The Railroad Comes To McHenry!

George Gage was one of the most prominent people in McHenry during the 19th century. He and many other of McHenry County’s founders saw the importance of getting a railroad in town. Going into the 1850s, railroads were sliding west into Illinois, mainly out of Chicago, but also from other towns south of McHenry County as well. People soon realized the town’s growth directly coincided with its proximity to a railroad. Most towns in McHenry County were starting to court railroads into getting a line to go through their city.  

Section of Colton’s 1856 map showing FRVR from Elgin through McHenry County. Courtesy of

There were different ways for a town to get a railroad. One common way was to get money from a government body, it could be local, state or federal. Another strategy was to raise the funds among the citizens of the town. Sometimes it was a combination of the two. Also, there were several different railroad companies that were installing track and running the industry. Most were not the huge railroad conglomerates that we think of today. Many were assembled for a specific location. Like roads, railroads were often named for the area they were from or where they were going. The first railroad to come through McHenry County was in 1854. It was the Galena Chicago Union Railroad which had stations in Marengo, Huntley and Union. In 1855, Woodstock had their station from the Chicago, St. Paul & Fan Du Lac Railroad. In 1856, this line would be completed when it reached Harvard.

Image of the Fox Valley Rail Road Company crossing through McHenry in 1857.
Compliments of the Library of Congress.

At the same time, the Chicago, St. Paul & Fan Du Lac line was laying down track heading toward Woodstock, McHenry was getting a line of its own. Actually, it was piggybacking off a line already being laid. In July 1852, in the town of Elgin, which lies south of McHenry, town leaders we setting up a line that would connect their community with a north-running line that was already being constructed in Wisconsin. The length of the track would be about 33 miles from Elgin to the Wisconsin-Illinois border. This company would become known as the Fox River Valley Railroad. The section of the railroad the headed north would connect with the east-west running Belvidere and Mississippi Roadroad in Kenosha Wisconsin and also the Central Wisconsin Railroad at the state border. The FRVR line would eventually run all the way north to Milwaukee. In 1858, the FRVR would be sold and would eventually become known as the Elgin-Stateline Railroad, part of the Chicago-Northwestern Railroad.  

Image of George Gage from the 1885 History of McHenry County.

If one were to look at the map of the Fox River Valley Railroad, one can see that running along its proposed path is none-other than McHenry, as well as Algonquin. Hearing of the railroad and seeing an opportunity, George Gage set himself to getting a line in McHenry. Gage was the area representative in the Illinois State Senate. He was able to work out some legislation that funded parts of the railroad and insured that it came through McHenry. Conveniently, Gage himself owned some undeveloped land in the western part of the city that would be just perfect to put a railroad. When the railroad did come through, the western part of the town grew up around it.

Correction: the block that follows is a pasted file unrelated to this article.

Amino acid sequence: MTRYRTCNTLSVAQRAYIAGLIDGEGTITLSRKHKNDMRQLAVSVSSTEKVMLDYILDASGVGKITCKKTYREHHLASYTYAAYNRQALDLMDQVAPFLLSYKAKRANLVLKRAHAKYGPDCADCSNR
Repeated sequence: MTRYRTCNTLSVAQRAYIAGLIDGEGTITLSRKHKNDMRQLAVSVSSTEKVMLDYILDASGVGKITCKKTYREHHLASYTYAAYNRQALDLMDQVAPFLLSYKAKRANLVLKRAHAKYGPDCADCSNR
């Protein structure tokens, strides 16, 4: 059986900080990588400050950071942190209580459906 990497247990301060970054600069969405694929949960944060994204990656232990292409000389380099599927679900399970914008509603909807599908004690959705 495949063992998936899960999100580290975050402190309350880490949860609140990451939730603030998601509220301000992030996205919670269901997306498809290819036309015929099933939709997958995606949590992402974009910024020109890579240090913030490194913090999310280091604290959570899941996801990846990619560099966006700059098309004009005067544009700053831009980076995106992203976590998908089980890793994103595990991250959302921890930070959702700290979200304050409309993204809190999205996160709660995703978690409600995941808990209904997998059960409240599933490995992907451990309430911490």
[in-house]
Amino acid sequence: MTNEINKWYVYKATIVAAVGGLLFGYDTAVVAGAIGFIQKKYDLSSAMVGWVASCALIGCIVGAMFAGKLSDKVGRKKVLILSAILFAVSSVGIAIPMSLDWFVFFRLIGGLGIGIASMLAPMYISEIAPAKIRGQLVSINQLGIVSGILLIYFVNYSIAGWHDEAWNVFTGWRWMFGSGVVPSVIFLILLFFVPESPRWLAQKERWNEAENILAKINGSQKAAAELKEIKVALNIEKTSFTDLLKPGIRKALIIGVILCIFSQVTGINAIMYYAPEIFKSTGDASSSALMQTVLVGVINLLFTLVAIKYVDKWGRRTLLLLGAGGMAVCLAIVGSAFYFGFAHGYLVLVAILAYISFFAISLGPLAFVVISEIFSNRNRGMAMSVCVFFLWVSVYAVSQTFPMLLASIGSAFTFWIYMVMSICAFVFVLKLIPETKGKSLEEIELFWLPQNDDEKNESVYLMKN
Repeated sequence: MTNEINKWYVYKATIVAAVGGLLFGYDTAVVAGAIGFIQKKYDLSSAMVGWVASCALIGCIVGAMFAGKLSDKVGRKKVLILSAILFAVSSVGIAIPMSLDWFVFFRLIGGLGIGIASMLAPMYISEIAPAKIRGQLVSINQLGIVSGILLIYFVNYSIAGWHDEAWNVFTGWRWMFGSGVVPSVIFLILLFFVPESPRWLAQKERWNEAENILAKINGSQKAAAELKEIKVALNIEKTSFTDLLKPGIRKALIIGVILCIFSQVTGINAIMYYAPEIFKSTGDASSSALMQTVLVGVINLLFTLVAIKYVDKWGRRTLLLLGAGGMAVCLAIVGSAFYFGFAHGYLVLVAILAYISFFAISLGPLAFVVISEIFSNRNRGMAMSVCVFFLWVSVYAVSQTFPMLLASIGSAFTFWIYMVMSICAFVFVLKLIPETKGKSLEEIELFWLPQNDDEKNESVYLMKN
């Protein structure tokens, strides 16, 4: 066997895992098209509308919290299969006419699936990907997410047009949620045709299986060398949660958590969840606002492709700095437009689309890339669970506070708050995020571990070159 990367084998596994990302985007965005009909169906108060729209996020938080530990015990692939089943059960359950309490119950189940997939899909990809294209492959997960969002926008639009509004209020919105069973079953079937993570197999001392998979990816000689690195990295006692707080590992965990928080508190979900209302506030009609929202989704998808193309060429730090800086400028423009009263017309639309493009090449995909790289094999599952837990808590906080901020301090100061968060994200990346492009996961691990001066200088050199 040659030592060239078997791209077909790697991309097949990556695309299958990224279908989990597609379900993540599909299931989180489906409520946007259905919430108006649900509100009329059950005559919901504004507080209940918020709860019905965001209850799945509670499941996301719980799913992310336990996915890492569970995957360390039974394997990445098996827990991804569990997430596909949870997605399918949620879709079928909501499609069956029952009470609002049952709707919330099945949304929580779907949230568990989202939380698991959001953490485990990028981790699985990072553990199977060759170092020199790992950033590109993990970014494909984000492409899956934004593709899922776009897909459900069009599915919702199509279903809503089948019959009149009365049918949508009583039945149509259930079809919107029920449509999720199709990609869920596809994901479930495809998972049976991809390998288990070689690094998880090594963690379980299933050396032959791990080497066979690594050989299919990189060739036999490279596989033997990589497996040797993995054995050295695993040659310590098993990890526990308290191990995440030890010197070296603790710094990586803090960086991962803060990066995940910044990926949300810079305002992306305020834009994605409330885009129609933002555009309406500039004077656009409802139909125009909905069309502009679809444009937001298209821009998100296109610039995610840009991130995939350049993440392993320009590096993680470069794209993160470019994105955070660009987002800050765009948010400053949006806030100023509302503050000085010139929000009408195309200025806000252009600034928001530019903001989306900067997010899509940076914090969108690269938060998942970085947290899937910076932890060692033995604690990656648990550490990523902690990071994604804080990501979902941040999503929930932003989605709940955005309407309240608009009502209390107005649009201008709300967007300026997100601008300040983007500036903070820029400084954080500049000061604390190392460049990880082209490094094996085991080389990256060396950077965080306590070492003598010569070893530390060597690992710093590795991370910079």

The railroad definitely helped McHenry economically, not only just the city itself but local farmers as well. Getting a railroad was a momentous event for McHenry, however not in some of the ways it had intended to be. When McHenry was first settled, the main developments were along the Fox River and the area just to the west of it, known as Riverside and Centerville respectively. When the train came through, the west part of town became known as West McHenry or Gageville. Having the railroad put on his own land led to a lot of contention between the people of McHenry. The most famous example was when West McHenry “acquired” the city post office from McHenry, causing the city to be the only place in America with two post offices in town. Over time, the animosity seemed to fade, as did the influence of the railroad itself. However, the foresight of George Gage and others, is what help McHenry become so prosperous. 

  • “American Express Company” The Press and the Tribune. (Chicago, IL) 7 May 1859, 6. Web. 8 Sep 2020.
  • “A Meeting Called In Elgin…” The Ottawa Freetrader. (Ottawa, IL) 10 Jul 1952, 2. Web. 8 Sep 2020.
  • “A Meeting Called In Elgin…” The Alexandria Gazette. (Alexandria, D.C.) 15 Nov 1958, 2. Web. 8 Sep 2020.
  • “Financial and Commercial” The New York Herald. (New York, NY) 7 Jun 1953, 2. Web. 8 Sep 2020.
  • “The People of Kendall County…” The Miner’s Express. (Dubuque, IA) 11 May 1953, 1. Web. 8 Sep 2020.
  • “A Meeting Called In Elgin…” The Iowa Capital Reporter. (Des Moines , IA) 10 Jul 1952, 2. Web. 8 Sep 2020.
  • “A Railroad Sold” Saint Paul Weekly Minnesotian. (St. Paul, MN) 20 Nov 1958, 4. Web. 8 Sep 2020.
  • History of McHenry County, Illinois: Together With Sketches of Its Cities, Villages And Towns : Educational, Religious, Civil, Military, And Political History : Portraits of Prominent Persons, And Biographies of Representative Citizens, Also a Condensed History of Illinois. Chicago: Inter-State Pub. Co., 1885.
  • Lipman & Riddle & Fox River Valley Railroad. (1857) Fox River Valley R.R. in Wisconsin with its connections. [Milwaukee] [Map] Retrieved from the Library of Congress,
  • State Map of Illinois [map]. 1856. Scale not given. “Colton’s Atlas of the World, Illustrating Physical and Political Geography”. <; (8 Sep 2020).


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